Epic Systems, a private company based in Verona, Wis., is the industry leader, controlling close to half of all American medical records. Still led by 73-year-old founder Judy Faulkner, Epic also appear to be the leading obfuscator when it comes to transferring records and interoperability.
In 2015, competitors Cerner, Allscripts, Athenahealth and others have set up a group known as CommonWell Health Alliance to ensure health IT interoperability. Epic, with annual revenues easily north of $1 billion, refused to join, citing the $1.4 million upfront fee and $900,000 annual payments. Oh, and Epic didn’t want to sign the nondisclosure agreement.
My industry sources tell me Epic won’t sign nondisclosure agreements with anyone but makes outsiders agree to them. The company doesn’t co-develop applications with outside companies. Third parties don’t have access to application programming interfaces, APIs, which are the gateway for record data. Hospitals and doctors can have access, if they beg hard enough, but then they must hire inside developers to customize their system.
The company avoids titles, but good luck contacting any of its 9,000 employees, who are forbidden to give out their cellphone numbers. Epic has one phone number to the main switchboard. It’s still the 1970s in many ways.
I called it. Eric Helsher, vice president of client success at Epic, responded: “Today 100% of health systems using Epic are sharing patient information to better care for patients. They exchange over 1.3 million patient records a day and interoperate with all major EHR vendors and government agencies.”
Epic is talking up something it calls the App Orchard, a portal for vendors to sell apps that dig into Epic’s electronic records. Except the proposed pricing comes to four cents per message sent. Machine learning would drive millions or billions of messages. The company might cap fees at 30% of the vendor’s revenue: Even Apple isn’t that greedy.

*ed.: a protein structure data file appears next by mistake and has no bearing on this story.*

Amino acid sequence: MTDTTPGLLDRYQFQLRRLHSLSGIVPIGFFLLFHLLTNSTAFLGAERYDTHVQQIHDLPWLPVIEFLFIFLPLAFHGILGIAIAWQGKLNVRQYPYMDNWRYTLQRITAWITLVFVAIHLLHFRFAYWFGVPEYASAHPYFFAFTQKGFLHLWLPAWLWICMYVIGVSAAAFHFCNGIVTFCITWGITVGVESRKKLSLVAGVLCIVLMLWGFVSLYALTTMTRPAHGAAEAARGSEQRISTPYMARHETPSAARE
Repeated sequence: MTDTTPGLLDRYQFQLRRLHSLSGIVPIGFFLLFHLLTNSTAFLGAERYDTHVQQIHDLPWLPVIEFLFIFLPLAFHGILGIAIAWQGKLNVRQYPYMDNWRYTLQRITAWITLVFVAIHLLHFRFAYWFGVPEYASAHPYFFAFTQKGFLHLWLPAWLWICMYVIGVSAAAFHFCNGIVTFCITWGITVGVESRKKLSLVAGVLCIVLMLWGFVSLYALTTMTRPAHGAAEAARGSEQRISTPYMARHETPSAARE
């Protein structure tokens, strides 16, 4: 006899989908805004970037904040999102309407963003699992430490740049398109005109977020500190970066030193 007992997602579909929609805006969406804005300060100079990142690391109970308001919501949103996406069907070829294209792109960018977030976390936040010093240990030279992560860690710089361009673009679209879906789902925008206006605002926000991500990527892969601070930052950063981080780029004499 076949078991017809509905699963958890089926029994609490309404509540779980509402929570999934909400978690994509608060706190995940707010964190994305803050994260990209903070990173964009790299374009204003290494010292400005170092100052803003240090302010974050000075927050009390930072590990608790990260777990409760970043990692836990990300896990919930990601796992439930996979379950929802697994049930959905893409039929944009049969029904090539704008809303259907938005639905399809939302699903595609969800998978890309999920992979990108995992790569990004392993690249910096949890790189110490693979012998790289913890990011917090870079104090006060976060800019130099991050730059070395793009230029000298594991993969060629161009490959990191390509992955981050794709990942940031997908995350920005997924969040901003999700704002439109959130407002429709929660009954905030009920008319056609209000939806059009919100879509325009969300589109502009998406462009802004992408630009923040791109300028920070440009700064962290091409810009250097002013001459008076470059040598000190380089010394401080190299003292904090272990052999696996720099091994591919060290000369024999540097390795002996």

I’m trying to get my medical records from a hospital with Epic systems. The best I have been able to do is a PDF file, a modern way of walking with paper.
How do we fix this? Dr. Eric Topol at Scripps in San Diego proposes health records be patient-owned and controlled, perhaps on a flash drive or iPhone or in the cloud. Maybe next to health savings account info. It’s a start.
But forget government mandates. The real incentive is insurers paying for this data, and they are figuring out that early detection is worth it. It’s a lot cheaper to find a disease before it turns into expensive chronic care for heart disease or cancer. The machine learning output might be: “You may have pre-Stage 1 cancer in your pancreas, but no worries—we can zap it out for you.”
That’s how you bend the cost curve in medicine. Make firms like Epic look at interoperability as an incremental profit center rather than an opening for competitors. The dream of smart machines crunching health info is real. Don’t let the dream walk with paper.
Mr. Kessler, a former hedge-fund manager, is the author of “Eat People” (Portfolio, 2011).